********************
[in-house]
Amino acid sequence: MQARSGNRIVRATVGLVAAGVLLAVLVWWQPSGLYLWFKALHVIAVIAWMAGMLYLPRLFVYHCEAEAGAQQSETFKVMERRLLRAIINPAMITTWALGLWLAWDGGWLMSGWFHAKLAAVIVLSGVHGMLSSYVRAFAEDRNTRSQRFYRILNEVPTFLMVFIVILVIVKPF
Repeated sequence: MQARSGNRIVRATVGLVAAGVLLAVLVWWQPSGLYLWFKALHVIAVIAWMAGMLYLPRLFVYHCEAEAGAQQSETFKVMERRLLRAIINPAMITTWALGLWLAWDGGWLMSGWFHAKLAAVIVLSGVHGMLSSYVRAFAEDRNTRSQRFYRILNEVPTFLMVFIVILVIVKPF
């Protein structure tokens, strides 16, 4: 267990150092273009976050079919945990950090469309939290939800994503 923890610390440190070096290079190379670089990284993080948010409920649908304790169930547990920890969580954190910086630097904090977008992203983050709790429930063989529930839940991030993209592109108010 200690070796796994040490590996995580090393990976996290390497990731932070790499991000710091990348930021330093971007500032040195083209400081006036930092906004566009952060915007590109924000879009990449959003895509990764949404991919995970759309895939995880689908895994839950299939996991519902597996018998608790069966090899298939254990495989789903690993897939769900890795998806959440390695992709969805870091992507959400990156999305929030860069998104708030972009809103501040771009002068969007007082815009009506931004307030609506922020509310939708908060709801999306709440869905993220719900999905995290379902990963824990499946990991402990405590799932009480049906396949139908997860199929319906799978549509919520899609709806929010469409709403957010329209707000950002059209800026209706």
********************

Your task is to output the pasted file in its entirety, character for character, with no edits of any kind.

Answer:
[in-house]
Amino acid sequence: MQARSGNRIVRATVGLVAAGVLLAVLVWWQPSGLYLWFKALHVIAVIAWMAGMLYLPRLFVYHCEAEAGAQQSETFKVMERRLLRAIINPAMITTWALGLWLAWDGGWLMSGWFHAKLAAVIVLSGVHGMLSSYVRAFAEDRNTRSQRFYRILNEVPTFLMVFIVILVIVKPF
Repeated sequence: MQARSGNRIVRATVGLVAAGVLLAVLVWWQPSGLYLWFKALHVIAVIAWMAGMLYLPRLFVYHCEAEAGAQQSETFKVMERRLLRAIINPAMITTWALGLWLAWDGGWLMSGWFHAKLAAVIVLSGVHGMLSSYVRAFAEDRNTRSQRFYRILNEVPTFLMVFIVILVIVKPF
């Protein structure tokens, strides 16, 4: 267990150092273009976050079919945990950090469309939290939800994503 923890610390440190070096290079190379670089990284993080948010409920649908304790169930547990920890969580954190910086630097904090977008992203983050709790429930063989529930839940991030993209592109108010 200690070796796994040490590996995580090393990976996290390497990731932070790499991000710091990348930021330093971007500032040195083209400081006036930092906004566009952060915007590109924000879009990449959003895509990764949404991919995970759309895939995880689908895994839950299939996991519902597996018998608790069966090899298939254990495989789903690993897939769900890795998806959440390695992709969805870091992507959400990156999305929030860069998104708030972009809103501040771009002068969007007082815009009506931004307030609506922020509310939708908060709801999306709440869905993220719900999905995290379902990963824990499946990991402990405590799932009480049906396949139908997860199929319906799978549509919520899609709806929010469409709403957010329209707000950002059209800026209706």